Trying to make sense of something tragic (we're but puny beings)

Been re-reading Jonathan Safran Foer's Extremely Loud and Incredibly Close. The story just breaks my heart into tiny little pieces. I feel for Oskar, who is trying to make sense of having lost his dad in the 9/11 tragedy. How do you get over losing someone as great as your own father? How does a super smart 9-year-old atheist cope with the senselessness of the event, as he believes things don't have a reason? How do you cope; how do you even replace the void? 

Safran Foer's way of narrating is reason enough to pick up the book. He doesn't go into melodrama territory. He uses cool visual devices (yes, this is not a novel without pictures). While Extremely Loud and Incredibly Close tackled a very serious and touchy event, humor and dry wit were always present in his paragraphs and dialogues, pinching your heart all the more and making you just about ready to cry buckets. I love that Oskar wasn't just a plainly sappy or a very very angry character. That's how it is in real-life, right? When tragedy strikes, we intersperse the funny with the sad. 

Some of my favorite moments from the first two chapters:  
  • The teakettle and wanting to train his anus to talk when he farted so that it can say, "Wasn't me!"
  • That paragraph about his first jujitsu class, which was also his last because he refused to ruin the jujitsu master's privates.
  • From the last time Oskar was tucked in bed by his father,
"Dad?" "Yeah?" "Could you tell me a story?" "Sure." "A good one?" "As opposed to all the boring ones I tell." "Right." I tucked my body incredibly close into his, so my nose pushed into his armpit. "And you won't interrupt me?" "I'll try not to." "Because it makes it hard to tell a story." "And it's annoying." "And it's annoying."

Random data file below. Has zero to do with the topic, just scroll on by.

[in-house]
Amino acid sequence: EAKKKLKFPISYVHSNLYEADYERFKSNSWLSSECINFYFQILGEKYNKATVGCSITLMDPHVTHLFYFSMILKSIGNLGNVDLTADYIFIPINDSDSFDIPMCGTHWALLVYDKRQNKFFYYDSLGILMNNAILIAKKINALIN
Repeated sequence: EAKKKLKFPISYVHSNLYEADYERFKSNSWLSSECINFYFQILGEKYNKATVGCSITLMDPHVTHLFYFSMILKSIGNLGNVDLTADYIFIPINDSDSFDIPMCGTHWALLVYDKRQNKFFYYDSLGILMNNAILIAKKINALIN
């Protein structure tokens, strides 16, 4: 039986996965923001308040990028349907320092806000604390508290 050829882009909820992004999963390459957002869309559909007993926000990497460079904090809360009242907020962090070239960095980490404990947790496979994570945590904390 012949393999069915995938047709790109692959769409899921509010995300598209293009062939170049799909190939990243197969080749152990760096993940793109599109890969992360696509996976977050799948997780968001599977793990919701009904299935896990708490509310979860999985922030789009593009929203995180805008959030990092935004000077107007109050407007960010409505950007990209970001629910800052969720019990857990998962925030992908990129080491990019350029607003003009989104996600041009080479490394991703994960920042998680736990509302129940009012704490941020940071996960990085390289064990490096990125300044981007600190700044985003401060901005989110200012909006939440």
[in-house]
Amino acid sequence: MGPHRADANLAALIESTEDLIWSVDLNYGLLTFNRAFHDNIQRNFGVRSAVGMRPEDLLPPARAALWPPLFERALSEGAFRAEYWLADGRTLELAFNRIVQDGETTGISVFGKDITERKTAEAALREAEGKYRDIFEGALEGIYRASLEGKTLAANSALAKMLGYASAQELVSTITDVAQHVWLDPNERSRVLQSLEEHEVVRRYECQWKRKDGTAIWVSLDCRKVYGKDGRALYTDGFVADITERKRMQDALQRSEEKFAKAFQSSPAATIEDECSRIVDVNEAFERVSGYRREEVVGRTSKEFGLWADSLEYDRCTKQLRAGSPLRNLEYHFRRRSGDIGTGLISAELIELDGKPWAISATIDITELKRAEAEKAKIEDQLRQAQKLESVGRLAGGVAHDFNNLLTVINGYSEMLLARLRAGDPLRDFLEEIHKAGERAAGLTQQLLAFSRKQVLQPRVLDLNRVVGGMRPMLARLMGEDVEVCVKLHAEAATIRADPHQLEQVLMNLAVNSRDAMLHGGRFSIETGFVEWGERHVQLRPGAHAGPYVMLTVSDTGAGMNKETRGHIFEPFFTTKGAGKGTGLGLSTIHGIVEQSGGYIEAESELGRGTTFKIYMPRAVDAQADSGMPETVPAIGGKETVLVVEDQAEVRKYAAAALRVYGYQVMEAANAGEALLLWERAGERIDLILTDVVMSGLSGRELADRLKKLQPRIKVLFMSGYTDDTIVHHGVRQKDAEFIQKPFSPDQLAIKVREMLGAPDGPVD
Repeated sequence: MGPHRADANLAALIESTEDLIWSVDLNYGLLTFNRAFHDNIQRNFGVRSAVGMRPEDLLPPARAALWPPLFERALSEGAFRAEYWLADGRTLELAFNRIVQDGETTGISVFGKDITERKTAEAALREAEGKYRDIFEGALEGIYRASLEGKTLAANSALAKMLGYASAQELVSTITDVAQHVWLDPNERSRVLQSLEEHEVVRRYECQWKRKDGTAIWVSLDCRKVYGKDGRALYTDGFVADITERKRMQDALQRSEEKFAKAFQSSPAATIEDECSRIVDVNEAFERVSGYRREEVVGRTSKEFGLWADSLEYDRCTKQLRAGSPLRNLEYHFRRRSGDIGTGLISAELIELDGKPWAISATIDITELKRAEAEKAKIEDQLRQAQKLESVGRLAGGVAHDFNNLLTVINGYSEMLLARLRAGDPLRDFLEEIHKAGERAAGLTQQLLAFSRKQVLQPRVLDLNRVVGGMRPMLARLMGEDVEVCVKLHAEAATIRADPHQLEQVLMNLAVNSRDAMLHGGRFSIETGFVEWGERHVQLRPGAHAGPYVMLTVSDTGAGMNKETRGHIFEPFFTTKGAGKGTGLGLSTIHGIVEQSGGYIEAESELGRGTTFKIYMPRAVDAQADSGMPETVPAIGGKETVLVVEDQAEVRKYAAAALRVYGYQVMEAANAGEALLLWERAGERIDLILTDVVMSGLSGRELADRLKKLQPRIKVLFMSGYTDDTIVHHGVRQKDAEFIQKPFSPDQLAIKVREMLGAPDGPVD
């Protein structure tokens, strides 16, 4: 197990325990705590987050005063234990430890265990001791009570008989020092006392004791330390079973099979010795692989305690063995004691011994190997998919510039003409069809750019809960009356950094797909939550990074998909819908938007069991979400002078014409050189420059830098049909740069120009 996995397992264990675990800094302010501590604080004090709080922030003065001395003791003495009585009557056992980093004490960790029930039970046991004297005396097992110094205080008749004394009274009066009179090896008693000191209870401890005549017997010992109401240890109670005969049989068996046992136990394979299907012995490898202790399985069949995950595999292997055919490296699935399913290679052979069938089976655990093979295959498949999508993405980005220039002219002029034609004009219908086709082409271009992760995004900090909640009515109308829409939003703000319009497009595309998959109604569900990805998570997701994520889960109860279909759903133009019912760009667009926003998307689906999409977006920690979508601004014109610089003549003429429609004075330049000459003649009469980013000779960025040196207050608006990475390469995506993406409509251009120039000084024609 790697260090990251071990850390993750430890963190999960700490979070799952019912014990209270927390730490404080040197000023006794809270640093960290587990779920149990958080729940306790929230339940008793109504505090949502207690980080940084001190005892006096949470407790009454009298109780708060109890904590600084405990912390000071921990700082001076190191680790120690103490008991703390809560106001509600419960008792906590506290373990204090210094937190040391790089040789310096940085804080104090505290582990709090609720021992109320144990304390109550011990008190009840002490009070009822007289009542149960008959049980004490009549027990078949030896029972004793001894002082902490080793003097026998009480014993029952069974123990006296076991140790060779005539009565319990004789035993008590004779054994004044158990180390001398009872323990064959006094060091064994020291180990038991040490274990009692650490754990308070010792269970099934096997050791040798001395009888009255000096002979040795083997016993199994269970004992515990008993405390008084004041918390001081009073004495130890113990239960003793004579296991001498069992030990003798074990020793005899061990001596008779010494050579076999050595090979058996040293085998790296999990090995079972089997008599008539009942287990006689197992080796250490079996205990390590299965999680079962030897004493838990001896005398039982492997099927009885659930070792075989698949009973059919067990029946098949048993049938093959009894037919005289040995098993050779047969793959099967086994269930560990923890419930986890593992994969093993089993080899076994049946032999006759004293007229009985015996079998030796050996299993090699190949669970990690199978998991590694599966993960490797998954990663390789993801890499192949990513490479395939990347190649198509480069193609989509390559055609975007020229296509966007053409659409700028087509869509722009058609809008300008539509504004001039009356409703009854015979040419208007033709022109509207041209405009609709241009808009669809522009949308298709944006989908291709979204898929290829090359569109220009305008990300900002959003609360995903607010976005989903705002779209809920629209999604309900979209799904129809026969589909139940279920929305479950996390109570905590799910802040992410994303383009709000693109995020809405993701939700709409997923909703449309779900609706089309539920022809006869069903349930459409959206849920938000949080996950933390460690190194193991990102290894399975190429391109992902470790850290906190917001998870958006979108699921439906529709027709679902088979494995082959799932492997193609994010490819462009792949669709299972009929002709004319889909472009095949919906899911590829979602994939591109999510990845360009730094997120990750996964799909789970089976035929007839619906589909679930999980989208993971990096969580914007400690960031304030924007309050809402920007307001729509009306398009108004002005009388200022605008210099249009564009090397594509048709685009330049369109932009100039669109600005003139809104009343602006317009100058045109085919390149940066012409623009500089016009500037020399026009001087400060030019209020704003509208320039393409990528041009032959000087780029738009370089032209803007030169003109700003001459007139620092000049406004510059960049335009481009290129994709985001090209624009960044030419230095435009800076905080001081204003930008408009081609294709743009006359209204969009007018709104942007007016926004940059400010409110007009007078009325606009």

The moment before he started was my favorite moment.      
  • From Thomas's letter to his unborn child where he described meeting his would-be wife, also their first "conversation":
She was extending a hand that I didn't know how to take, so I broke its fingers with my silence, she said, "You don't want to talk to me, do you?" I took my daybook out of my knapsack and found the next blank page, the second to last. "I don't speak," I wrote. "I'm sorry." She looked at the piece of paper, then at me, then back at the piece of paper, she covered her eyes with her hands and cried, tears seeped between her fingers and collected in the little webs, she cried and cried and cried, there weren't any napkins nearby, so I ripped the page from the book - "I don't speak. I'm sorry." -- and used it to dry her cheeks, my explanation and apology ran down her face like mascara, she took my pen and wrote on the next blank page of my daybook, the final one:     
*Highlights, mine. Found this imagery beautiful, but then again I'm just a sucker for puns, visual and verbal ones. :) 
In the aftermath of the recent bombing and shootings in Norway: we weep for those more than 80 innocent people who lost their lives for something senseless. I couldn't even begin to imagine what the parents of those kids must be going through right now; how Norway is suffering and trying to move past those tragedies. Where 9/11 was committed in the name of Islamic extremism, these two recent attacks were done by a man believed to be a right-winger "Christian." We see that, really, it doesn't matter what religion one practices or not practice, what beliefs one has or doesn't have. Violence is but a by-product of hate. Tragic events like the 9/11 happen when people insist on insisting. What's even more sad and disappointing (stupid, really) is when these instances of insistence are reinforced by supposedly intelligent people.

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